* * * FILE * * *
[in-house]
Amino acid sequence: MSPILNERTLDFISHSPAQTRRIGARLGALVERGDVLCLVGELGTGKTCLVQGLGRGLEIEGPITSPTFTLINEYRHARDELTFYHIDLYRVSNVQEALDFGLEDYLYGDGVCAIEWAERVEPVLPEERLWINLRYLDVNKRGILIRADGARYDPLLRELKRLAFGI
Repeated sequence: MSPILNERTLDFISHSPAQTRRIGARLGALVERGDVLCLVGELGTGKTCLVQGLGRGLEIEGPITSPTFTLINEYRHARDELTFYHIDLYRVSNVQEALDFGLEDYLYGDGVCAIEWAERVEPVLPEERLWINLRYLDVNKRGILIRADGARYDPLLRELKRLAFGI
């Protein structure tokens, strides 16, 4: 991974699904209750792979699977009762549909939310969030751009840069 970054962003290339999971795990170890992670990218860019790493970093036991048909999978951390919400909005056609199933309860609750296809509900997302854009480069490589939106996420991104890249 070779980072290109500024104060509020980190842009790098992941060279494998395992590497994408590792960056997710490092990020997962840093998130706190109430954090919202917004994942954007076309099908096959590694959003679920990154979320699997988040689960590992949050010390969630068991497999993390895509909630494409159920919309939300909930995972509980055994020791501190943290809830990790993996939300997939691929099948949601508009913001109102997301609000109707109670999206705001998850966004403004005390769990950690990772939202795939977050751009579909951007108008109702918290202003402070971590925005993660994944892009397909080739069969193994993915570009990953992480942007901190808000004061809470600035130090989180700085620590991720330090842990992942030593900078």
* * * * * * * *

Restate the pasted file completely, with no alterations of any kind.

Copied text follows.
[in-house]
Amino acid sequence: MSPILNERTLDFISHSPAQTRRIGARLGALVERGDVLCLVGELGTGKTCLVQGLGRGLEIEGPITSPTFTLINEYRHARDELTFYHIDLYRVSNVQEALDFGLEDYLYGDGVCAIEWAERVEPVLPEERLWINLRYLDVNKRGILIRADGARYDPLLRELKRLAFGI
Repeated sequence: MSPILNERTLDFISHSPAQTRRIGARLGALVERGDVLCLVGELGTGKTCLVQGLGRGLEIEGPITSPTFTLINEYRHARDELTFYHIDLYRVSNVQEALDFGLEDYLYGDGVCAIEWAERVEPVLPEERLWINLRYLDVNKRGILIRADGARYDPLLRELKRLAFGI
């Protein structure tokens, strides 16, 4: 991974699904209750792979699977009762549909939310969030751009840069 970054962003290339999971795990170890992670990218860019790493970093036991048909999978951390919400909005056609199933309860609750296809509900997302854009480069490589939106996420991104890249 070779980072290109500024104060509020980190842009790098992941060279494998395992590497994408590792960056997710490092990020997962840093998130706190109430954090919202917004994942954007076309099908096959590694959003679920990154979320699997988040689960590992949050010390969630068991497999993390895509909630494409159920919309939300909930995972509980055994020791501190943290809830990790993996939300997939691929099948949601508009913001109102997301609000109707109670999206705001998850966004403004005390769990950690990772939202795939977050751009579909951007108008109702918290202003402070971590925005993660994944892009397909080739069969193994993915570009990953992480942007901190808000004061809470600035130090989180700085620590991720330090842990992942030593900078």